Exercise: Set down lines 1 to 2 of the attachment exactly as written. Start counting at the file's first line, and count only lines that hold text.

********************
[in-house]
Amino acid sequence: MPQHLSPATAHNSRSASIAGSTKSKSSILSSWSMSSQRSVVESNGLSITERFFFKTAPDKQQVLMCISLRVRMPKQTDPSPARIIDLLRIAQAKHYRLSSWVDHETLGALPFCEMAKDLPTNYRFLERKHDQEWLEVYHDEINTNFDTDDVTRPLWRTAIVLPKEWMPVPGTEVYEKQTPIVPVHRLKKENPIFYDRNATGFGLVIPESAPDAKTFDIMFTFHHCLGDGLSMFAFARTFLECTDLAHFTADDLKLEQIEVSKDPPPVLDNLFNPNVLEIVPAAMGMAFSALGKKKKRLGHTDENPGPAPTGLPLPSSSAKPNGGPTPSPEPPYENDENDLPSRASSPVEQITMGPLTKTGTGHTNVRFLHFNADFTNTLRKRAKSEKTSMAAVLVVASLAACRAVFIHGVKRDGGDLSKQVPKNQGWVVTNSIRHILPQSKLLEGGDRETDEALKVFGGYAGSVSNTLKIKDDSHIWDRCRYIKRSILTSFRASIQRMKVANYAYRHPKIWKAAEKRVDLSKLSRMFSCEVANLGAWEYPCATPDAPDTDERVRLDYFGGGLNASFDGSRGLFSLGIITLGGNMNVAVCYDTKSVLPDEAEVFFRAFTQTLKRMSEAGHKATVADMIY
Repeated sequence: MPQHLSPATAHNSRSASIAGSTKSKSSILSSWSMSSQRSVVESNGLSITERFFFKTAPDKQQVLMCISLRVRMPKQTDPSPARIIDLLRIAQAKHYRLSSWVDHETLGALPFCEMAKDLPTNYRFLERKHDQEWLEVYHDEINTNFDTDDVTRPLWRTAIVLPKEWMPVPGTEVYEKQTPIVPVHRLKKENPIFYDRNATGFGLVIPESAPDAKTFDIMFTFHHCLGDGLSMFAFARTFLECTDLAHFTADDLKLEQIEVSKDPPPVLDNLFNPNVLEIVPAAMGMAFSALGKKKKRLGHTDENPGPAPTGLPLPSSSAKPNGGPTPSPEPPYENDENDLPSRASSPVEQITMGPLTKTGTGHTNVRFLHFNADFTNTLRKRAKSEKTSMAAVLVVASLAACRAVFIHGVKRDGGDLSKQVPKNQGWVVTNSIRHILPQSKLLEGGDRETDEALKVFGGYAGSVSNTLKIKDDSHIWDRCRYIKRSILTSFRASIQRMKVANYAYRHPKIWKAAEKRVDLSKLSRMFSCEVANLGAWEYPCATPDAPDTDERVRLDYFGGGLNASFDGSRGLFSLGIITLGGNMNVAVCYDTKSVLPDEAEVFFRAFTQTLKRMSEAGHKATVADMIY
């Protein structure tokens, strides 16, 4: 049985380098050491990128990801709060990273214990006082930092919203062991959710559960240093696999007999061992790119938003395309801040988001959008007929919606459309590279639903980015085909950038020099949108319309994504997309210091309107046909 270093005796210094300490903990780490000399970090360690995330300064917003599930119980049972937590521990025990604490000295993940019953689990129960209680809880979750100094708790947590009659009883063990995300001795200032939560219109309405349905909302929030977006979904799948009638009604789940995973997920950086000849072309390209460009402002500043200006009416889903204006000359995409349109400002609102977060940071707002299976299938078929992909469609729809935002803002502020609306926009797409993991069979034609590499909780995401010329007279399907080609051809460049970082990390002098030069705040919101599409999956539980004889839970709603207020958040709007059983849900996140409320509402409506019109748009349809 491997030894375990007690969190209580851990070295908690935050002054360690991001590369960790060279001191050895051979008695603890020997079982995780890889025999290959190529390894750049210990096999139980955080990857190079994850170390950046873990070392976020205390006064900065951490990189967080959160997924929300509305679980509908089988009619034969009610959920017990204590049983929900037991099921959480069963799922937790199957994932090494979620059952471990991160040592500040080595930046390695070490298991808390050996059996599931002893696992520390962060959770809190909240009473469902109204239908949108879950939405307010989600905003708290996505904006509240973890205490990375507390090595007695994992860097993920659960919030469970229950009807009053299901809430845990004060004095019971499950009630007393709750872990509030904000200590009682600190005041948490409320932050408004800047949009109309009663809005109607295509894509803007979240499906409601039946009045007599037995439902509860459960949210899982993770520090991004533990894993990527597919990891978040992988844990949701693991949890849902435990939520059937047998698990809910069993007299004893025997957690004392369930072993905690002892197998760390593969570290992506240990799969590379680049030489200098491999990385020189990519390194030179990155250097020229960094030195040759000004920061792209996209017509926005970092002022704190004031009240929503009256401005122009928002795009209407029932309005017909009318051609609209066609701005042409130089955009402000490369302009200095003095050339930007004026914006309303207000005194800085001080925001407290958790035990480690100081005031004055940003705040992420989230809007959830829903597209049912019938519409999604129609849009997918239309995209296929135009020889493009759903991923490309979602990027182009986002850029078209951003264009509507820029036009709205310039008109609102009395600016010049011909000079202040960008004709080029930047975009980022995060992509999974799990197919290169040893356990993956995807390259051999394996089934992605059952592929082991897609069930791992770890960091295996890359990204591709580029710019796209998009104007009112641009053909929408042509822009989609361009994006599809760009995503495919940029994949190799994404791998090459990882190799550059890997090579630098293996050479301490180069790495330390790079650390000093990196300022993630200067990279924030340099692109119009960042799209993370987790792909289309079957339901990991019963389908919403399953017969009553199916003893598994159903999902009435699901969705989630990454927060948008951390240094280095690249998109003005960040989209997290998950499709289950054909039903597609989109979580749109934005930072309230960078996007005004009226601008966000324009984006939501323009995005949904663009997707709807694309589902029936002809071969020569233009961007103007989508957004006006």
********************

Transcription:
[in-house]
Amino acid sequence: MPQHLSPATAHNSRSASIAGSTKSKSSILSSWSMSSQRSVVESNGLSITERFFFKTAPDKQQVLMCISLRVRMPKQTDPSPARIIDLLRIAQAKHYRLSSWVDHETLGALPFCEMAKDLPTNYRFLERKHDQEWLEVYHDEINTNFDTDDVTRPLWRTAIVLPKEWMPVPGTEVYEKQTPIVPVHRLKKENPIFYDRNATGFGLVIPESAPDAKTFDIMFTFHHCLGDGLSMFAFARTFLECTDLAHFTADDLKLEQIEVSKDPPPVLDNLFNPNVLEIVPAAMGMAFSALGKKKKRLGHTDENPGPAPTGLPLPSSSAKPNGGPTPSPEPPYENDENDLPSRASSPVEQITMGPLTKTGTGHTNVRFLHFNADFTNTLRKRAKSEKTSMAAVLVVASLAACRAVFIHGVKRDGGDLSKQVPKNQGWVVTNSIRHILPQSKLLEGGDRETDEALKVFGGYAGSVSNTLKIKDDSHIWDRCRYIKRSILTSFRASIQRMKVANYAYRHPKIWKAAEKRVDLSKLSRMFSCEVANLGAWEYPCATPDAPDTDERVRLDYFGGGLNASFDGSRGLFSLGIITLGGNMNVAVCYDTKSVLPDEAEVFFRAFTQTLKRMSEAGHKATVADMIY